Ned Kelly (2003) - Synopsis

Kelly Gang, The (2003) - synopsis headingReteaming for the first time since their breakthrough film Two Hands,
director Gregor Jordan and actor Heath Ledger bring moviegoers the true
story of their brave and iconoclastic countryman – Irish-Australian
legend Edward “Ned” Kelly.

In the latter part of the 19th century, Australia is still largely
untamed. The former penal colony’s first-generation Irish immigrant
population lives in poverty. Having already experienced police brutality
and the death of his father, bushranger Ned (Heath Ledger) is wrongfully
imprisoned on the trumped-up charge of stealing a horse.

Emerging a few years later, in 1874, Ned is hardened but vows to stay
straight. Rejoining his widowed mother and younger siblings, he makes
money for his family as a champion bare-knuckle boxer. He also toils as
a farmhand on the estate of an English landowner – with whose beautiful
wife Julia (Naomi Watts) Ned shares a mutual attraction.

But the British colonial system and its Victorian English enforcers
remain prejudiced against Australia’s working people, and the struggling
Kelly family is no exception. When, in 1878, a bullying police officer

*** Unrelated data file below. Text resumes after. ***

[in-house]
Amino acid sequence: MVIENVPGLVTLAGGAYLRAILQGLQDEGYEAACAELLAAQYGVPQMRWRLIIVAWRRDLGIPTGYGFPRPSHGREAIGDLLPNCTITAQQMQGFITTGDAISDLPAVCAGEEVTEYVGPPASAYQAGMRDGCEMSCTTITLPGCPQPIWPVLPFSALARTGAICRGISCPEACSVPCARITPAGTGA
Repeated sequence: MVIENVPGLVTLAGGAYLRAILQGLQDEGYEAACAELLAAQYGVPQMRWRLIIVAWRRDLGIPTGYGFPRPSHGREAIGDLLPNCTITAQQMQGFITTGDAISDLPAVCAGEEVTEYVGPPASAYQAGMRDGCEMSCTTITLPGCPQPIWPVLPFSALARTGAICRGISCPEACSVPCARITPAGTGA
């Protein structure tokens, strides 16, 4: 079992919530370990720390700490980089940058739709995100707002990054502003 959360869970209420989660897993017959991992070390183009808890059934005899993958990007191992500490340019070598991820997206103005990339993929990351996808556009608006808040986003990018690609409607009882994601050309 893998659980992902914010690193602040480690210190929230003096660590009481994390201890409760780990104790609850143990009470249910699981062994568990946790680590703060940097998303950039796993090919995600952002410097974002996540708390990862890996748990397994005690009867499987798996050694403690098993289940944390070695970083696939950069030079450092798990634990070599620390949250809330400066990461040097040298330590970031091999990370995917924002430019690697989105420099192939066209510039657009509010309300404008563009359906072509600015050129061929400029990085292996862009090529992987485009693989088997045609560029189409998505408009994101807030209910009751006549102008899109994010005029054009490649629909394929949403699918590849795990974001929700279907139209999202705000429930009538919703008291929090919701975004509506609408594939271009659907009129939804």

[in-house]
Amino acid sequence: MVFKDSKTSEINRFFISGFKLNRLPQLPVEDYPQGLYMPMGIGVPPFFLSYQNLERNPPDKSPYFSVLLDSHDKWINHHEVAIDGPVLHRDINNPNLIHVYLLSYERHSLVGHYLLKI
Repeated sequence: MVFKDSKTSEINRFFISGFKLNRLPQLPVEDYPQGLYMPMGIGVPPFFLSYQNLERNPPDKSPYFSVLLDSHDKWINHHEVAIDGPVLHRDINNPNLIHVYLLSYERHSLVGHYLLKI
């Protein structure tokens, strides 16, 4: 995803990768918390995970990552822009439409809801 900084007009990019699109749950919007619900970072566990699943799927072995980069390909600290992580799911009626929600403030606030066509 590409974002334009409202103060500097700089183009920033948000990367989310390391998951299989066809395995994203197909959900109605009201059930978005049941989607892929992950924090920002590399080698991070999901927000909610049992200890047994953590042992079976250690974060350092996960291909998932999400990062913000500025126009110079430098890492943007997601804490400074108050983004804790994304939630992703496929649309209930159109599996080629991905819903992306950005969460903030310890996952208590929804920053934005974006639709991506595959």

is rebuffed by Ned’s younger sister Kate and targets the family for
harassment, Ned and his mother are unjustly charged with attempted

Ned is determined to avenge his family’s name and strike back against
his people’s oppressors. While hiding in the bush, he forms a loyal Gang
that includes his best friend and first lieutenant Joe Byrne (Orlando
Bloom). A chance encounter with the police culminates in shots ringing
out, and three officers are killed. The Kelly Gang is forced to go on
the run. They blaze a trail through the Outback, robbing banks to fund
themselves as well as to recover immigrants’ land deeds, and giving
police the runaround. The Kelly Gang’s reputation as invincible outlaws
grows, as does nationwide support from their immigrant countrymen.

To the masses, Ned is a hero. To lawmen and the establishment, he is the
most wanted man in Australia. £8,000 is offered for his capture – at the
time, the highest reward the world had known. When the authorities bring
in the formidable Superintendent Francis Hare (Geoffrey Rush), and an
army of police, with carte blanche to capture and/or kill the outlaws,
Ned strategizes a risky showdown at the Glenrowan Inn. It is this event
which will seal his fate – and his legend.


Universal Pictures